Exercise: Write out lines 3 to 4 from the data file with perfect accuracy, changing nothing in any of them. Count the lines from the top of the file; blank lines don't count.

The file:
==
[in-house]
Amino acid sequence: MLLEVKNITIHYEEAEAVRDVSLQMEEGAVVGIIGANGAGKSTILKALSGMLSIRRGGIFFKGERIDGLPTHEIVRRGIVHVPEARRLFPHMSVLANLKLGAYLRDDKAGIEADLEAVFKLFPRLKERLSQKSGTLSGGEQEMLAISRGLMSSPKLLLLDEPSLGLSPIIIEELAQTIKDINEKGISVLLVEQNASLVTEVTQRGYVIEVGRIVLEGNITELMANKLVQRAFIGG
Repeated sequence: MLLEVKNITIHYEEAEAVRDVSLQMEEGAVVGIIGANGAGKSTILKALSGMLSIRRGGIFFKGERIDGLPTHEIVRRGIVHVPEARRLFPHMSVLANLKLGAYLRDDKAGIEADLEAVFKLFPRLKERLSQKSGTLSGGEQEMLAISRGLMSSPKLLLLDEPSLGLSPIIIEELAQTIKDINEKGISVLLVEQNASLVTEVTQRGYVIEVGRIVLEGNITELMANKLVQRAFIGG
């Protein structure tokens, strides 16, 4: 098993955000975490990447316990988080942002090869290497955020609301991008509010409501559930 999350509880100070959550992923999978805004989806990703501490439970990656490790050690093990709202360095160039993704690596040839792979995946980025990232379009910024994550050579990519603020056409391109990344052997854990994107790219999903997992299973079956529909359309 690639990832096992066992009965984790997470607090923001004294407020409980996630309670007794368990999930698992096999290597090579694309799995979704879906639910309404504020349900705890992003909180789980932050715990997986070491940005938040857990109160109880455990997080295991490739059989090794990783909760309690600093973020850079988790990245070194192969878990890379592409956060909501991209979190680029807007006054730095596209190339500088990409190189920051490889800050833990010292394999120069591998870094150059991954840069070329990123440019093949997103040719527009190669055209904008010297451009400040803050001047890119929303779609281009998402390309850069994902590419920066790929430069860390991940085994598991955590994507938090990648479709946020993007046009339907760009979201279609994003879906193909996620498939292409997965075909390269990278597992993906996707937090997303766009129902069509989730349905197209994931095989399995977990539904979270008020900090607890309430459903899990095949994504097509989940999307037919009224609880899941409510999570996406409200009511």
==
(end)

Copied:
Repeated sequence: MLLEVKNITIHYEEAEAVRDVSLQMEEGAVVGIIGANGAGKSTILKALSGMLSIRRGGIFFKGERIDGLPTHEIVRRGIVHVPEARRLFPHMSVLANLKLGAYLRDDKAGIEADLEAVFKLFPRLKERLSQKSGTLSGGEQEMLAISRGLMSSPKLLLLDEPSLGLSPIIIEELAQTIKDINEKGISVLLVEQNASLVTEVTQRGYVIEVGRIVLEGNITELMANKLVQRAFIGG
């Protein structure tokens, strides 16, 4: 098993955000975490990447316990988080942002090869290497955020609301991008509010409501559930 999350509880100070959550992923999978805004989806990703501490439970990656490790050690093990709202360095160039993704690596040839792979995946980025990232379009910024994550050579990519603020056409391109990344052997854990994107790219999903997992299973079956529909359309 690639990832096992066992009965984790997470607090923001004294407020409980996630309670007794368990999930698992096999290597090579694309799995979704879906639910309404504020349900705890992003909180789980932050715990997986070491940005938040857990109160109880455990997080295991490739059989090794990783909760309690600093973020850079988790990245070194192969878990890379592409956060909501991209979190680029807007006054730095596209190339500088990409190189920051490889800050833990010292394999120069591998870094150059991954840069070329990123440019093949997103040719527009190669055209904008010297451009400040803050001047890119929303779609281009998402390309850069994902590419920066790929430069860390991940085994598991955590994507938090990648479709946020993007046009339907760009979201279609994003879906193909996620498939292409997965075909390269990278597992993906996707937090997303766009129902069509989730349905197209994931095989399995977990539904979270008020900090607890309430459903899990095949994504097509989940999307037919009224609880899941409510999570996406409200009511």